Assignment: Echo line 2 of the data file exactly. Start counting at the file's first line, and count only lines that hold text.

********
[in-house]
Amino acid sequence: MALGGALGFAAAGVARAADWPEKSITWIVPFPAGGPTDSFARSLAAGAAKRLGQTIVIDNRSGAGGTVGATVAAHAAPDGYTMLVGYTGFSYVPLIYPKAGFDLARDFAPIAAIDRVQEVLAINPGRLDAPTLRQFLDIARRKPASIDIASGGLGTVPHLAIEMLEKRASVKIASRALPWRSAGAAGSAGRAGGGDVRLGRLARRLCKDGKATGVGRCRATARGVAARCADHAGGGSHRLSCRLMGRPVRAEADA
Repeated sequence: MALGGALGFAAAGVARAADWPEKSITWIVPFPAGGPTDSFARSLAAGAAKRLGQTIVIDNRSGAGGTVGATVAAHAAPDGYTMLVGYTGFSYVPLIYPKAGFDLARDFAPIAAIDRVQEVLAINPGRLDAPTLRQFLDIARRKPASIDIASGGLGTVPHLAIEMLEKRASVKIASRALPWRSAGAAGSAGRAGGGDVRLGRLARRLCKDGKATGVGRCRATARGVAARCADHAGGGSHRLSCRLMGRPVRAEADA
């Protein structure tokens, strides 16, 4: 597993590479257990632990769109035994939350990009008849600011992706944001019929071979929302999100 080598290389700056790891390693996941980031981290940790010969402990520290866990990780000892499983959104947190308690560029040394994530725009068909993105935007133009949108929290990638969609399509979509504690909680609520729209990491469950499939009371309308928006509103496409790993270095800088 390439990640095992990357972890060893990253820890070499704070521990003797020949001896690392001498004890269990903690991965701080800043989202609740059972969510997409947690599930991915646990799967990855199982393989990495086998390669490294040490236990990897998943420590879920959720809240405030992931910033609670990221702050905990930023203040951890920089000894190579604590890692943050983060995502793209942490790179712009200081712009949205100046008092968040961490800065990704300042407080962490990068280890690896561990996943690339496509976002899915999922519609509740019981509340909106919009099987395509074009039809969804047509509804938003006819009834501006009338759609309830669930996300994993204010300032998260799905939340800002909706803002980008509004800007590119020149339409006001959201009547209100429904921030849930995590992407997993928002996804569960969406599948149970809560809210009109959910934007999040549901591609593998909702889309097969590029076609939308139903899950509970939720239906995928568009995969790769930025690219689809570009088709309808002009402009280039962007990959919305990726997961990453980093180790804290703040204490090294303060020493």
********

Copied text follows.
Amino acid sequence: MALGGALGFAAAGVARAADWPEKSITWIVPFPAGGPTDSFARSLAAGAAKRLGQTIVIDNRSGAGGTVGATVAAHAAPDGYTMLVGYTGFSYVPLIYPKAGFDLARDFAPIAAIDRVQEVLAINPGRLDAPTLRQFLDIARRKPASIDIASGGLGTVPHLAIEMLEKRASVKIASRALPWRSAGAAGSAGRAGGGDVRLGRLARRLCKDGKATGVGRCRATARGVAARCADHAGGGSHRLSCRLMGRPVRAEADA